1. Computers
  2. Display Drivers
  3. Graphics Cards
  4. Memory
  5. Motherboards
  6. Processors
  7. Software
  8. Storage
  9. Operating Systems


Facebook RSS Twitter Twitter Google Plus


Phoronix Test Suite

OpenBenchmarking.org

XFS Is Becoming Leaner While Btrfs & EXT4 Gain Weight

Red Hat

Published on 22 June 2011 01:43 PM EDT
Written by Michael Larabel in Red Hat
12 Comments

Red Hat's Eric Sandeen has written an interesting blog post concerning the size of popular Linux file-systems and their kernel modules. It turns out that the XFS file-system is losing lines of code, while maintaining the same feature-set and robustness, but the EXT4 and Btrfs file-systems continue to have a net increase in lines of code.

From Sandeen's blog post, "The XFS filesystem has taken a beating for being a big, complicated, foreign filesystem since it’s introduction, and there is no doubt that there is a fair bit of code in there. But an interesting thing happened on the way to the Linux Kernel v3.0.0 - XFS developers have steadily reduced lines of code, while other up and coming filesystems such as Ext4 and BTRFS are steadily growing in LOC and complexity. And XFS has been under constant improvement at the same time as well."

Eric also notes that the code for the XFS file-system is more well documented than Btrfs/EXT4. There's also thousands of lines of duplicate code between these file-systems. It's not too surprising though that the Btrfs file-system size is on the rise as it's still under active development and new features are continuing to be added.

About The Author
Michael Larabel is the principal author of Phoronix.com and founded the web-site in 2004 with a focus on enriching the Linux hardware experience and being the largest web-site devoted to Linux hardware reviews, particularly for products relevant to Linux gamers and enthusiasts but also commonly reviewing servers/workstations and embedded Linux devices. Michael has written more than 10,000 articles covering the state of Linux hardware support, Linux performance, graphics hardware drivers, and other topics. Michael is also the lead developer of the Phoronix Test Suite, Phoromatic, and OpenBenchmarking.org automated testing software. He can be followed via and or contacted via .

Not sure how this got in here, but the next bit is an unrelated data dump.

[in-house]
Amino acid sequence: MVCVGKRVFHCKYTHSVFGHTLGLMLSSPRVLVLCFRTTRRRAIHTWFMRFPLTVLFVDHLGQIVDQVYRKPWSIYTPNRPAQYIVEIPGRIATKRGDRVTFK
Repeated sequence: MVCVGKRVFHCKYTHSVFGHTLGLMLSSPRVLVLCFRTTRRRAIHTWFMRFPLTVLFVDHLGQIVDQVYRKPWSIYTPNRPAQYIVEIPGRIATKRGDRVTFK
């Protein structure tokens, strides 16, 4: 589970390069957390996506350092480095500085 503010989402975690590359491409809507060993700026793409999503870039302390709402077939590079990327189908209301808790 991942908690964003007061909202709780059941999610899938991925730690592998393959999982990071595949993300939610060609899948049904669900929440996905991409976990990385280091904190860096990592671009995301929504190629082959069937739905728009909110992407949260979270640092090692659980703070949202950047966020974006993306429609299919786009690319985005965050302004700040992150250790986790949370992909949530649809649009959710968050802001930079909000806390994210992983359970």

Latest Linux Hardware Reviews
  1. A Walkthrough Of The New 32 System Open-Source Linux Benchmarking Test Farm
  2. Habey MITX-6771: Mini-ITX Board With Quad-Core J1900 Bay Trail
  3. OCZ Vector 150 SSD On Linux
  4. Noctua i4 CPU Cooler: Great For Cooling High-End LGA-2011v3 CPUs
Latest Linux Articles
  1. AMD Kaveri: Open-Source Radeon Gallium3D vs. Catalyst 14.12 Omega Driver
  2. 12-Way AMD Catalyst 14.12 vs. NVIDIA 346 Series Linux GPU Comparison
  3. AMD Catalyst 14.12 Omega Driver Brings Mixed Results For Linux Users
  4. 6-Way Winter 2014 Linux Distribution Comparison
Latest Linux News
  1. Elasticsearch & wxPython 3 Proposed For Fedora 22
  2. The New SuperTuxKart Looks Better, But Can Cause GPU/Driver Problems
  3. GTK+ On Windows Now Supports OpenGL
  4. New Ruby Benchmarks On GCC vs. LLVM Clang Compilers
  5. Multi-Stream Transport 4K Monitors To Become Better Supported On Linux
  6. New Supertuxkart Beta Lands New Graphics Engine, Uses OpenGL 3.1+
  7. SuperX 3.0 Beta Continues To Polish The KDE Desktop Experience
  8. Radeon vs. Modesetting DDX Performance Comparison
  9. Linux Mint 17.1 RCs Out For Xfce & KDE
  10. New Input Drivers Coming For Linux 3.19 Kernel
Latest Forum Discussions
  1. XLennart: A Game For Systemd Haters With Nothing Better To Do
  2. Microsoft buying Mojang
  3. Updated and Optimized Ubuntu Free Graphics Drivers
  4. Premium subscription "login" times out much faster than forum
  5. AMD Catalyst 14.12 Linux Driver Released -- Huge Update!
  6. Did Valve already get what they wanted from SteamOS? i.e. Win kernel + BigPicture DE
  7. Advertisements On Phoronix
  8. Hurrican SDL Port